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well, fish really, but using goat manure?

 
Logan Michaels
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Very, very seriously considering building an outdoor, year-round, unplugged, aquaponics system in Missoula MT. Very audacious, I know, but I think there's a guy in Stevi doing it. I have so many ideas that I need to get validated but the question burning in my loins right now is this... is it OK (from a human and critter health standpoint) to feed tilapia and/or perch and/or trout straight up goat manure? Or must it compost first? Or must I take it from manure to compost to duckweed (for example) to fish food? And if it must compost first, that is OK, but if I am hoping to get some heat for the "greenhouse" (I use this term loosely) from the composting manure, should it be in one of those spinny barrel things or should it be out in the open so it can release the heat better? I am lazy, so I am not very into the idea of turning the manure by shovel, but if it will keep my "greenhouse" warm, I guess I can deal with that.

I know there is a lot of other things going on here, such as how do I keep the aqua from freezing, blah blah blah etc, but I have those are for another time and place. My question relates only to the matter of feeding manure or compost to various species of fish.

Does this question belong in composting? I figured since its about fish it would go in critters, but there's no fish forum. And since I'm talking about goats... well...

First post, new to the philosophy, please be nice! Thanks!
 
Alison Thomas
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Location: France
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Logan, I've moved your post to this forum as there are lots of folk here who do aquaponics and they may well know the answer. And welcome aboard
 
Gord Baird
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Location: Victoria BC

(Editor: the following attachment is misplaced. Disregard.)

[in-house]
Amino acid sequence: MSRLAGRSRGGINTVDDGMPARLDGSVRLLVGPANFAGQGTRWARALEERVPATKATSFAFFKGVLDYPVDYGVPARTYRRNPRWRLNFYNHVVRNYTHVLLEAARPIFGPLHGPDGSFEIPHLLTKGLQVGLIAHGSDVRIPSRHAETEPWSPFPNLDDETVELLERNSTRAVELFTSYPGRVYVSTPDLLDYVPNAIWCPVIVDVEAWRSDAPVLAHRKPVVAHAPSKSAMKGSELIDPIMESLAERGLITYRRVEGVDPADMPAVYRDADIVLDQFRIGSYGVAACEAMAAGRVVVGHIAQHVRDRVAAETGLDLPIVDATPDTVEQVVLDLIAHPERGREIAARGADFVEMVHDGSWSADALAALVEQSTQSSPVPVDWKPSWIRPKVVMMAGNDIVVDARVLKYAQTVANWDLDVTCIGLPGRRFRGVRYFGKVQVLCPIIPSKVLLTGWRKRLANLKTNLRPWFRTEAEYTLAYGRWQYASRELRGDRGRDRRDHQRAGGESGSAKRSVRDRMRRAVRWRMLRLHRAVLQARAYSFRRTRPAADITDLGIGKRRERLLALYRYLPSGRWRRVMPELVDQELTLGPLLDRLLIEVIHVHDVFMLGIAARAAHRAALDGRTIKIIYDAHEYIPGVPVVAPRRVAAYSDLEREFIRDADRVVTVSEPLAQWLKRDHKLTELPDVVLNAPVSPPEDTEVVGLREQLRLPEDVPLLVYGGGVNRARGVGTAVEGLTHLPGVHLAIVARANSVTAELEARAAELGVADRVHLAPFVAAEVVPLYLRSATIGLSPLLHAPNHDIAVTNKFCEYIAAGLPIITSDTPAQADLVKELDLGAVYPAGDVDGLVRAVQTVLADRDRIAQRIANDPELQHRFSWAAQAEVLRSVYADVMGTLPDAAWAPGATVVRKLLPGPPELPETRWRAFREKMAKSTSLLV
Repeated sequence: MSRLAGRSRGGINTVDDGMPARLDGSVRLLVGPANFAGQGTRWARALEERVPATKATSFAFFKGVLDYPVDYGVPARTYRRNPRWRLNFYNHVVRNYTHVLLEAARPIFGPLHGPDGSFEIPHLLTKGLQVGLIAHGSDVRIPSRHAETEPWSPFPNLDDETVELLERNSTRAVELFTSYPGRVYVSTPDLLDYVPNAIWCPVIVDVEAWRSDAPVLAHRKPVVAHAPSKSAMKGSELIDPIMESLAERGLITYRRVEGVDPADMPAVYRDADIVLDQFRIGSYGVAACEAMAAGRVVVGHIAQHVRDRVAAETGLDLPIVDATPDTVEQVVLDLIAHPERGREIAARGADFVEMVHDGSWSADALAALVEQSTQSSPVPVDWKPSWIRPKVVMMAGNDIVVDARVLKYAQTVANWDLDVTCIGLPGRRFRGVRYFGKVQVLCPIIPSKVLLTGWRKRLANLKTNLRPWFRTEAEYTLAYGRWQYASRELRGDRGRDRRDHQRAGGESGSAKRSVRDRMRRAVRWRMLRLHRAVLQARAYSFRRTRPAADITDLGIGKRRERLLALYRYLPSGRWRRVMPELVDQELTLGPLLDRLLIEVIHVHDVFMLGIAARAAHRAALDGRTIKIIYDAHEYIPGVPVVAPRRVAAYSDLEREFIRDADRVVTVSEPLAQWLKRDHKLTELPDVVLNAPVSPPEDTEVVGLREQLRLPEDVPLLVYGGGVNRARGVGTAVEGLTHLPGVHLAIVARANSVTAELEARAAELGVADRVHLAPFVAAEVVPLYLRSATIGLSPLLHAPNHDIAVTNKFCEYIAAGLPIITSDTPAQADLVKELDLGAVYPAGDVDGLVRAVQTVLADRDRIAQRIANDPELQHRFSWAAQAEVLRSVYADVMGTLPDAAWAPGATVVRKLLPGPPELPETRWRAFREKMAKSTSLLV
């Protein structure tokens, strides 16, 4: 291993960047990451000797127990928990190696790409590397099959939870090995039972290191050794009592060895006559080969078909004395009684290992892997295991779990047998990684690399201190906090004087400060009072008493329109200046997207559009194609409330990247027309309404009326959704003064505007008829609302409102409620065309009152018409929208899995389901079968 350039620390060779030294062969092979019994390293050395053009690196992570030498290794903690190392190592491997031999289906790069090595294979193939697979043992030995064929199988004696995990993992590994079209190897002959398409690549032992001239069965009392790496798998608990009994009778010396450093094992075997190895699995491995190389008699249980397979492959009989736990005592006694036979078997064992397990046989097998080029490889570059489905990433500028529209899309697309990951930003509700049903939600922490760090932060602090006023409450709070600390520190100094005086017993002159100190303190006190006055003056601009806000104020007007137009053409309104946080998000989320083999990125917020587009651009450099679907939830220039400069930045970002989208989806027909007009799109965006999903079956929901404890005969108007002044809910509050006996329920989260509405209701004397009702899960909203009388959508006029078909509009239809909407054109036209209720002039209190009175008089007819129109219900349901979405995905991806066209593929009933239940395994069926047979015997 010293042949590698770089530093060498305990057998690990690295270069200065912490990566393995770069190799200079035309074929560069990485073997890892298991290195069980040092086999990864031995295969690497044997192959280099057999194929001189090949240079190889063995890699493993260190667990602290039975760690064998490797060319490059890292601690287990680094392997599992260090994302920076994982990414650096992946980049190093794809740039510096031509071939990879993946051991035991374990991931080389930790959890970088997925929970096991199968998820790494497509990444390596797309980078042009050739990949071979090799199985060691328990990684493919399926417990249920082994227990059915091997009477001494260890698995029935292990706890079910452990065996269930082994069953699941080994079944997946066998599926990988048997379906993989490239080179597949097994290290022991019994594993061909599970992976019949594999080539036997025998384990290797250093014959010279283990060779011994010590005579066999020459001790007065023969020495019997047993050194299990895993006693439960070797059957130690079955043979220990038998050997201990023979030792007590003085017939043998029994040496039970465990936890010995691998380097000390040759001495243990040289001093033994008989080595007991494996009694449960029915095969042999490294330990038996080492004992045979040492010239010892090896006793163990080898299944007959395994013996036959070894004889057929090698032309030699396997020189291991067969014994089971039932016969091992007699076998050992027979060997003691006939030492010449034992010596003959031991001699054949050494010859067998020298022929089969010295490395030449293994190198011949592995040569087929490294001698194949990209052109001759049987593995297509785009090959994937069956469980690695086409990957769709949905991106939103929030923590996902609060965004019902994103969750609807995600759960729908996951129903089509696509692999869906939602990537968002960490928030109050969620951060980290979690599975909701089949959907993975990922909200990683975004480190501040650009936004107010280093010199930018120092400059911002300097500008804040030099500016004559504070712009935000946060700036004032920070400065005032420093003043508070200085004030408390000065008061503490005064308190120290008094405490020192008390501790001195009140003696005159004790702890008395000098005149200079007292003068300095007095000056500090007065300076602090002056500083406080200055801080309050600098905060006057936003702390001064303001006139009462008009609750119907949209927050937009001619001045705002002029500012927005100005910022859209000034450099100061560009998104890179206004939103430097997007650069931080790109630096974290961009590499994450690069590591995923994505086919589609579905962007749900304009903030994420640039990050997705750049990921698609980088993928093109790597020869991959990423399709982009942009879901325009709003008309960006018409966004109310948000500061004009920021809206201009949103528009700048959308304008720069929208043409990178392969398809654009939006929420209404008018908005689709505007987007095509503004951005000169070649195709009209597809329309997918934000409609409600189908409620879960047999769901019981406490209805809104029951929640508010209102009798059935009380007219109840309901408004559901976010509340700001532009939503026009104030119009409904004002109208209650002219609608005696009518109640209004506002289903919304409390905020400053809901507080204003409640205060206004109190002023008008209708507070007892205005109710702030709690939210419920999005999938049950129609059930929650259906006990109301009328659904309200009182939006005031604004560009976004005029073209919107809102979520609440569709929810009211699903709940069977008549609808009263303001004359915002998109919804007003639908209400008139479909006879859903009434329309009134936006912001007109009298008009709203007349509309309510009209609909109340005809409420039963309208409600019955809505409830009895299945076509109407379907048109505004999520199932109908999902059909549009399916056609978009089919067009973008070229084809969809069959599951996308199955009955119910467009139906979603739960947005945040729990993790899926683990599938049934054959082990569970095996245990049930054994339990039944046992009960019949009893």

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Hi Logan,
Here is a resource that might be of use. I have the PDF... but it is no longer available and looks to be all online. It talks about the nutrients.
http://ibcofaquaponics.com/ibcs-an-introduction/

I'm planning an aqua ponics too and this has been one of the most useful.
 
Andrew Parker
pollinator
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Location: Salt Lake Valley, Utah, hardiness zone 6b/7a
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Logan,

If you think of it more as feeding the stuff the fish eat (not just duckweed), it might make more sense. Take a look at my periphyton post for references.

Some ideas for keeping your pond from freezing: Put a thermal barrier under the pond liner; put a hoop house over it; float clear/translucent bubble insulation on the pond surface (you may need to use aerators to oxygenate the water); $olar collectors; if you are lucky, you can locate your pond at or near a hot spring or well.
 
steve temp
Posts: 39
Location: Costa Rica 100 meters above sea level, Tropical dry forest
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Logan, I understand manure of warm blooded animals and birds may contain pathogens and bacteria that may be harmful to humans. Especially if used raw or for uncooked plants such as salads. I would grow plants the fish might eat with the manure. Maybe Mulberry or Moringa.
 
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